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Unusual Recurrence of Mantle Cell Lymphoma to the Colon Without Lymph Node Involvement


Tripathi, Kartikeya MD1; Dunzendorfer, Thomas MD2

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American Journal of Gastroenterology: October 2018 - Volume 113 - Issue - p S1372-S1373
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Mantle cell lymphoma is an aggressive type of B-cell non-Hodgkin lymphoma with common extranodal involvement with a propensity to involve gastrointestinal tract. Virtually all patients with mantle cell lymphoma have refractory disease and the disease recurs with lymph node or bone marrow involvement.

A 79-year-old man presented with progressively worsening constipation for ten days. His past medical history was significant for mantle cell lymphoma diagnosed and treated 5 years before this presentation. At the time of admission, he denied fever or abdominal pain. Physical exam revealed normal vital signs, distended abdomen with normal bowel sounds and a rubbery rectal mass, and no lymphadenopathy. An abdomen and pelvic CT scan showed a sigmoid mass with distension of the proximal colon. A colonoscopy was done which showed diffuse ulceration, erythema, and edema of the rectum and left colon with a fungating mass in the rectum (Figure 1). A 5 cm long stricture at the proximal sigmoid colon causing a partial obstruction was identified and balloon dilation to 2 cm was performed. The patient had a good symptomatic response and was discharged. Pathology of the mass and random biopsies from the left colon showed mantle cell lymphoma. Four days later, the patient returned to the emergency department complaining of intermittent severe crampy abdominal pain. Repeat colonoscopy was performed and a Wilson-Cook metal Z-stent with a diameter of 3.5 cm was placed through the stricture with symptomatic relief. After two hours, the patient developed sudden, severe left lower quadrant abdominal pain with fever, nausea, and vomiting. An abdominal CT showed two small foci of extraluminal air, indicating a sigmoid microperforation with diffuse thickening of the left colon with pericolonic stranding. Consequently, the patient was taken to the operating room where a sigmoid colon perforation and extraluminal liquid stool were identified. A left hemicolectomy and transverse colostomy were performed. The patient recovered well from the procedure and eventually started chemotherapy for recurrent colonic mantle cell lymphoma. This patient was unique as he presented with recurrence of mantle cell lymphoma to the gastrointestinal tract only, without bone marrow or lymph node involvement. Our case highlights laparoscopic-assisted bowel resection as a potential and feasible option in the multidisciplinary treatment of mantle cell lymphoma when recurrence from lymphomatous polyposis occurs.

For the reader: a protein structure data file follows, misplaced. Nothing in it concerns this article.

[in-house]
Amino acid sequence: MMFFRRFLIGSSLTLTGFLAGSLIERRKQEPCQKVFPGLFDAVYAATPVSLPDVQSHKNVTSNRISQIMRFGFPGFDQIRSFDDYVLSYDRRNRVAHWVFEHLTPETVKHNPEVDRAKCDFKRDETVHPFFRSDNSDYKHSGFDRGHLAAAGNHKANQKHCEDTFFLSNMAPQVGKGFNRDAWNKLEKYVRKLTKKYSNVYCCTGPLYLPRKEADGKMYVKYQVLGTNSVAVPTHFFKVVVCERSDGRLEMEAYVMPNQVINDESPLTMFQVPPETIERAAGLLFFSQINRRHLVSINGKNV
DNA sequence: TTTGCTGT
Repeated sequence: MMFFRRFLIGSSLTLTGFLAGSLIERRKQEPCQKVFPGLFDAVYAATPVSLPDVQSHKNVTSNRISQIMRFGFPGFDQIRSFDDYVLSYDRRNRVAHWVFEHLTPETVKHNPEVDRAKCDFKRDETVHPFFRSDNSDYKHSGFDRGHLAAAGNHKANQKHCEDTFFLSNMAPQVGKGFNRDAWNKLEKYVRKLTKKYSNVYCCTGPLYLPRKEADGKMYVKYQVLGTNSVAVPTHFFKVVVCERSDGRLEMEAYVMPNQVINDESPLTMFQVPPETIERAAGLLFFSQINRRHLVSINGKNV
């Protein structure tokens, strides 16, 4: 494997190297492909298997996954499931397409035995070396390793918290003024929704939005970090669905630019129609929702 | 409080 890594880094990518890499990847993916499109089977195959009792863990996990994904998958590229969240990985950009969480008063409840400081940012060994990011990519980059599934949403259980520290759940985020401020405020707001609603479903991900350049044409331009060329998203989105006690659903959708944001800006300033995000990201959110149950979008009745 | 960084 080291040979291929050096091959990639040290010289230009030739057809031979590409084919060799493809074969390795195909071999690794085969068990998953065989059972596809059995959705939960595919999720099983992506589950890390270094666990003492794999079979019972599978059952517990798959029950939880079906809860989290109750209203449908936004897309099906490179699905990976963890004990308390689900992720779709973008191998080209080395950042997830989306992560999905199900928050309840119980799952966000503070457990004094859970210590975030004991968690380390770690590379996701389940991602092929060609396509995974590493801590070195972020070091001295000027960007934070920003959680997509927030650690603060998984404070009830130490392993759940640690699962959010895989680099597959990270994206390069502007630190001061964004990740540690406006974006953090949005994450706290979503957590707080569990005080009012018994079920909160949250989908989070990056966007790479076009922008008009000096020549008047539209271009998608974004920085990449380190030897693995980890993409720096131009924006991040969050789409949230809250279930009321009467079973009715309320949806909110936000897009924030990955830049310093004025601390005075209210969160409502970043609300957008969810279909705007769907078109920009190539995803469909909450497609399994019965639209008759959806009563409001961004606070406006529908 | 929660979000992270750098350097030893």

2471 Figure 1 No Caption available.
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